Death of print media leaves spy exposed - The Beaverton

Death of print media leaves spy exposed

REDACTED – The widespread proliferation of newspapers once guaranteed covert operatives like John Stuggs a portable piece of cover, now agents like him are left with only their smartphones in the field.

“You used to be able to crack open the paper and enjoy a nice day in the park while eavesdropping on enemies of the state. Now everything’s moves so damned fast,” John said wistfully.

For John, operating his phone on a mission is a logistical challenge. “It’s impossible to get this narrow rectangle to cover my whole face,” he explained. “I’ve sprained my neck getting the angle right, I can only feign like I’m taking a selfie for so long.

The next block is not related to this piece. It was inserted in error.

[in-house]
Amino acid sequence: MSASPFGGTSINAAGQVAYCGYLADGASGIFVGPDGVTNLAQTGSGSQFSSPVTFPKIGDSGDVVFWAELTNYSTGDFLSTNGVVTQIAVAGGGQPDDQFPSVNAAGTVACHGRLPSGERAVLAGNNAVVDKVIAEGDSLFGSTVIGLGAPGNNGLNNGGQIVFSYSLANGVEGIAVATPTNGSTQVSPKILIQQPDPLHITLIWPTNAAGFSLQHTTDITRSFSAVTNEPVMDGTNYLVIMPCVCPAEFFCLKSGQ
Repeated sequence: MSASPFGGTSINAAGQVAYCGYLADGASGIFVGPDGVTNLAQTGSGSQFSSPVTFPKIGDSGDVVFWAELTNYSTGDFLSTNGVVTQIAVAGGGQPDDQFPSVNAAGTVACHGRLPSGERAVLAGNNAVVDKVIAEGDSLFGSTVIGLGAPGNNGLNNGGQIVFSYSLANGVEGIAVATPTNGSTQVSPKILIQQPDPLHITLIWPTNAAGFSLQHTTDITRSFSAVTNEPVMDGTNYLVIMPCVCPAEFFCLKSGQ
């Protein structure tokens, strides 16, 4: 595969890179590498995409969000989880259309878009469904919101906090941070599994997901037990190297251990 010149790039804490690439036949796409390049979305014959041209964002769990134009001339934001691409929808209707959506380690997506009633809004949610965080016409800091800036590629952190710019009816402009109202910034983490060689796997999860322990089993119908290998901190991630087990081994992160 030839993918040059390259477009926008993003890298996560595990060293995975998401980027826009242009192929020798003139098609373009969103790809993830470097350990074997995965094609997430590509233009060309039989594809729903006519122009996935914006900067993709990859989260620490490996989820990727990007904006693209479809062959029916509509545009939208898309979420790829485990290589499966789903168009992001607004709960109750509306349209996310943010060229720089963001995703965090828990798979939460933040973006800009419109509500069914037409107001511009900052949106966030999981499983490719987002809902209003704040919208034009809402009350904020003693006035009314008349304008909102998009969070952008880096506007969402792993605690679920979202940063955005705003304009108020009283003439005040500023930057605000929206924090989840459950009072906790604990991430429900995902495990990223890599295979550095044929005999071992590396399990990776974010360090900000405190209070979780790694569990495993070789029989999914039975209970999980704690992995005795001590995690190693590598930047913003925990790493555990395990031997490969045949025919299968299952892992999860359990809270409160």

John believes that prolonged workplace exposure to his phone is having an adverse effect on his health. “I have difficulty sleeping, my brother thinks it’s because my job is to violate the rights of activists on behalf of the state, but I think it’s all that blue light.”

Having a phone constantly at his side has changed the nature of John’s globetrotting work. “When I used to  undercover at an exotic locale I could kind of do my own thing, maybe pursue an unfulfilling romantic subplot, now my work can reach me all the time, it’s like I’ve got no privacy being a spy.” 

Changing phones during operations means John frequently loses his contact information. While his exorbitant roaming charges are taxpayer-funded, resolving the issue with payroll is bothersome. 

“I miss how it was, you know? back when guys like me could do whatever we wanted with impunity… Now we’ve got everyone’s information on these little devices anyway… Maybe my time has come and gone…”

At press time, a discarded paper rustled in the wind.

See More: spy